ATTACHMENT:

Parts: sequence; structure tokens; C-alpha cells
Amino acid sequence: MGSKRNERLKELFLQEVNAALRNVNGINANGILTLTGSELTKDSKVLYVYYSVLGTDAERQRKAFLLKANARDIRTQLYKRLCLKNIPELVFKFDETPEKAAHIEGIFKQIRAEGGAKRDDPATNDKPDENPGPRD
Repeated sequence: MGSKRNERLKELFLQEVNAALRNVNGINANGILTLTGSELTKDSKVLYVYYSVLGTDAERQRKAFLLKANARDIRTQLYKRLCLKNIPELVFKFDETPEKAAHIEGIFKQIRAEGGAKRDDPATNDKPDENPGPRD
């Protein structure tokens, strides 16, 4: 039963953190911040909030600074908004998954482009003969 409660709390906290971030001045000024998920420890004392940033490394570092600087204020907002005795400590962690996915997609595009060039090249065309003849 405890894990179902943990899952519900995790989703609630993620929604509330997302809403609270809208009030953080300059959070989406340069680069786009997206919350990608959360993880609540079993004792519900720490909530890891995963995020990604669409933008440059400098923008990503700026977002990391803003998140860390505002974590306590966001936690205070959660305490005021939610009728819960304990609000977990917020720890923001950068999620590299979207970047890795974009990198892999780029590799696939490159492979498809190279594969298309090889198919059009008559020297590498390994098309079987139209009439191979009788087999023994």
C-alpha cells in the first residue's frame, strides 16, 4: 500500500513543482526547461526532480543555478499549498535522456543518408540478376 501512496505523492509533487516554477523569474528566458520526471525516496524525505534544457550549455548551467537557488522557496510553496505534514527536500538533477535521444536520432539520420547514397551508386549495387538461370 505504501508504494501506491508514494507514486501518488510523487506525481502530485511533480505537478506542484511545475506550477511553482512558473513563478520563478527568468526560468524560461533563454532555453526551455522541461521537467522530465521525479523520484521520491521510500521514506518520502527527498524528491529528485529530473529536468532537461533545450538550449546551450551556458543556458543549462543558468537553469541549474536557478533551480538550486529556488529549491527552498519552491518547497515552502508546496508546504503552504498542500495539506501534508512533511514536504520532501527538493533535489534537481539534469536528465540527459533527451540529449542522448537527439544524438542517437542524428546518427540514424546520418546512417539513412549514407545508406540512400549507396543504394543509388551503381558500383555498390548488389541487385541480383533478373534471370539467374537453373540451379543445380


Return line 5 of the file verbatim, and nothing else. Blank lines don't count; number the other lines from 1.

C-alpha cells in the first residue's frame, strides 16, 4: 500500500513543482526547461526532480543555478499549498535522456543518408540478376 501512496505523492509533487516554477523569474528566458520526471525516496524525505534544457550549455548551467537557488522557496510553496505534514527536500538533477535521444536520432539520420547514397551508386549495387538461370 505504501508504494501506491508514494507514486501518488510523487506525481502530485511533480505537478506542484511545475506550477511553482512558473513563478520563478527568468526560468524560461533563454532555453526551455522541461521537467522530465521525479523520484521520491521510500521514506518520502527527498524528491529528485529530473529536468532537461533545450538550449546551450551556458543556458543549462543558468537553469541549474536557478533551480538550486529556488529549491527552498519552491518547497515552502508546496508546504503552504498542500495539506501534508512533511514536504520532501527538493533535489534537481539534469536528465540527459533527451540529449542522448537527439544524438542517437542524428546518427540514424546520418546512417539513412549514407545508406540512400549507396543504394543509388551503381558500383555498390548488389541487385541480383533478373534471370539467374537453373540451379543445380